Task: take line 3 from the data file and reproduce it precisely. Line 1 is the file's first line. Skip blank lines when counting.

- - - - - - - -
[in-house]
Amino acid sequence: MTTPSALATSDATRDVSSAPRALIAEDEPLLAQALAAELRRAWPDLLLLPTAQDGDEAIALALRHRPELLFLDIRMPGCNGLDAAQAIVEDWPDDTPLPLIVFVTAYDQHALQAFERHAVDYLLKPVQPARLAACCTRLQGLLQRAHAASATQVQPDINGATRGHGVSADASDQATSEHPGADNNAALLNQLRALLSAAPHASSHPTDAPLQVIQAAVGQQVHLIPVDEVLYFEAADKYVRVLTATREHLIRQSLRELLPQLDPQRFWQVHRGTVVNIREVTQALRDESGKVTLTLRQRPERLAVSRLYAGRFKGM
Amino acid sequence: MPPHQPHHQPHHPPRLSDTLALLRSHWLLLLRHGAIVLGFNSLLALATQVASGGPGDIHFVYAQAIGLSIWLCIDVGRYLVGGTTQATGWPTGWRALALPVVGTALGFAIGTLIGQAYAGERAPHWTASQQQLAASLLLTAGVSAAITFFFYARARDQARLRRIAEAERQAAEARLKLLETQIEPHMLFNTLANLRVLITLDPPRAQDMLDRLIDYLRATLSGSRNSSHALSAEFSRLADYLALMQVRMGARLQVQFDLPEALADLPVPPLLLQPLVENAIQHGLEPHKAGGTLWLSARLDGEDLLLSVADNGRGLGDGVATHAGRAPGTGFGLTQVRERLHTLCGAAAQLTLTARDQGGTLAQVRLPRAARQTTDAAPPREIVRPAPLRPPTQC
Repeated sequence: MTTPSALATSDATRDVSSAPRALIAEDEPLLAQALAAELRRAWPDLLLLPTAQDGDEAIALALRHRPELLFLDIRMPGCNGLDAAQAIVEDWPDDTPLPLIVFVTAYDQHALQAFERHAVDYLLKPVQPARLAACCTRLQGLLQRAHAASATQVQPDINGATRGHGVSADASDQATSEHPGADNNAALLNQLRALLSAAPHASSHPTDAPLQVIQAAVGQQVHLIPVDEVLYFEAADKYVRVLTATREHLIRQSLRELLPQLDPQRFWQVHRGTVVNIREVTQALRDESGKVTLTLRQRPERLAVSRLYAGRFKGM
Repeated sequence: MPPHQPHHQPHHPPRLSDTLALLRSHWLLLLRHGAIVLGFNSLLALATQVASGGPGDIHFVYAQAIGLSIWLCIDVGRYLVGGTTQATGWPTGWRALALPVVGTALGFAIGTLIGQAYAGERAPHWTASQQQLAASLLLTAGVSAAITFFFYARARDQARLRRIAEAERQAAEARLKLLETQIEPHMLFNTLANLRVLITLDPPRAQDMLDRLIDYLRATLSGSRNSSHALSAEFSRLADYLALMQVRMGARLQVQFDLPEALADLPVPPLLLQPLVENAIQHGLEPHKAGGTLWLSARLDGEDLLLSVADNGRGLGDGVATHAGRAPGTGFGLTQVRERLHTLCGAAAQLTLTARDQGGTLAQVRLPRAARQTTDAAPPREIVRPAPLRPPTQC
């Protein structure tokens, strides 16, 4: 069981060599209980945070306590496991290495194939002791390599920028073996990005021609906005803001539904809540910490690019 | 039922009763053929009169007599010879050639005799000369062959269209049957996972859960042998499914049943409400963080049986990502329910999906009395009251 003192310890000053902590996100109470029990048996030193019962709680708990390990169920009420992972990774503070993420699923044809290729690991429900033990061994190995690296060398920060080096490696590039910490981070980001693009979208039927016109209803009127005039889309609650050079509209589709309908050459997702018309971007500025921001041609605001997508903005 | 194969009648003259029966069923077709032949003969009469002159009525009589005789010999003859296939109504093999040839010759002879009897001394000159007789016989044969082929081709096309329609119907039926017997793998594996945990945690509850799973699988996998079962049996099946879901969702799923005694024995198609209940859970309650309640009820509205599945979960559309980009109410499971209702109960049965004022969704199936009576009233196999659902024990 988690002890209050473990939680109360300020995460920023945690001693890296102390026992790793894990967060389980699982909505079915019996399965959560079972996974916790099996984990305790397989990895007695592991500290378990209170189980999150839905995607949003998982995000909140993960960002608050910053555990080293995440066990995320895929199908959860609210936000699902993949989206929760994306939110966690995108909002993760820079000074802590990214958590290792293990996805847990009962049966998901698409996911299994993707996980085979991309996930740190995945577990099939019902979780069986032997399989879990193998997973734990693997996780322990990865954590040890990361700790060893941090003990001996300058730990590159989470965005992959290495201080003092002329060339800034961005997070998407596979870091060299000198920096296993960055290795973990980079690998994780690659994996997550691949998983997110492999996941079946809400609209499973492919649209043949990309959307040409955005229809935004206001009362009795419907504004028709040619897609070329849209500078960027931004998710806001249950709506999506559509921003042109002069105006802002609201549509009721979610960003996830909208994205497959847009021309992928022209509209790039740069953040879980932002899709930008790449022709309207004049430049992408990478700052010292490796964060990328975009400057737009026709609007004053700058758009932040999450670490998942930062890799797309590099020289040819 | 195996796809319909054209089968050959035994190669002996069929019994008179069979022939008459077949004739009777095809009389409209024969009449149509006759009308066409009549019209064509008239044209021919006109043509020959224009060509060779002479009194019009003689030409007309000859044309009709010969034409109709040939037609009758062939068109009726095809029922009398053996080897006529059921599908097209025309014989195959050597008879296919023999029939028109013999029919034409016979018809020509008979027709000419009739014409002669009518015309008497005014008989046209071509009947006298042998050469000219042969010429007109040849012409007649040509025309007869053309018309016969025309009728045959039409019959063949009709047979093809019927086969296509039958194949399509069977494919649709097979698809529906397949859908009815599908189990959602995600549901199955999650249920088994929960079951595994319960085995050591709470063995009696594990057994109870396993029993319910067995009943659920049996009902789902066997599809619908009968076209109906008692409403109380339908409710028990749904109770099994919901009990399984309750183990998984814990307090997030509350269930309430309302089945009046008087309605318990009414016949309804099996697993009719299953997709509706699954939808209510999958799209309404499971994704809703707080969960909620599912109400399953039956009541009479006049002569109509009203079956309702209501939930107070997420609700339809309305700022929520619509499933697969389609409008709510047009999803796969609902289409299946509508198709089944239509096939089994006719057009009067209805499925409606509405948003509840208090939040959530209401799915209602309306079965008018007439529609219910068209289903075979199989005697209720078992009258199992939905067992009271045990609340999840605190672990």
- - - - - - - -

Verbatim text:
Amino acid sequence: MPPHQPHHQPHHPPRLSDTLALLRSHWLLLLRHGAIVLGFNSLLALATQVASGGPGDIHFVYAQAIGLSIWLCIDVGRYLVGGTTQATGWPTGWRALALPVVGTALGFAIGTLIGQAYAGERAPHWTASQQQLAASLLLTAGVSAAITFFFYARARDQARLRRIAEAERQAAEARLKLLETQIEPHMLFNTLANLRVLITLDPPRAQDMLDRLIDYLRATLSGSRNSSHALSAEFSRLADYLALMQVRMGARLQVQFDLPEALADLPVPPLLLQPLVENAIQHGLEPHKAGGTLWLSARLDGEDLLLSVADNGRGLGDGVATHAGRAPGTGFGLTQVRERLHTLCGAAAQLTLTARDQGGTLAQVRLPRAARQTTDAAPPREIVRPAPLRPPTQC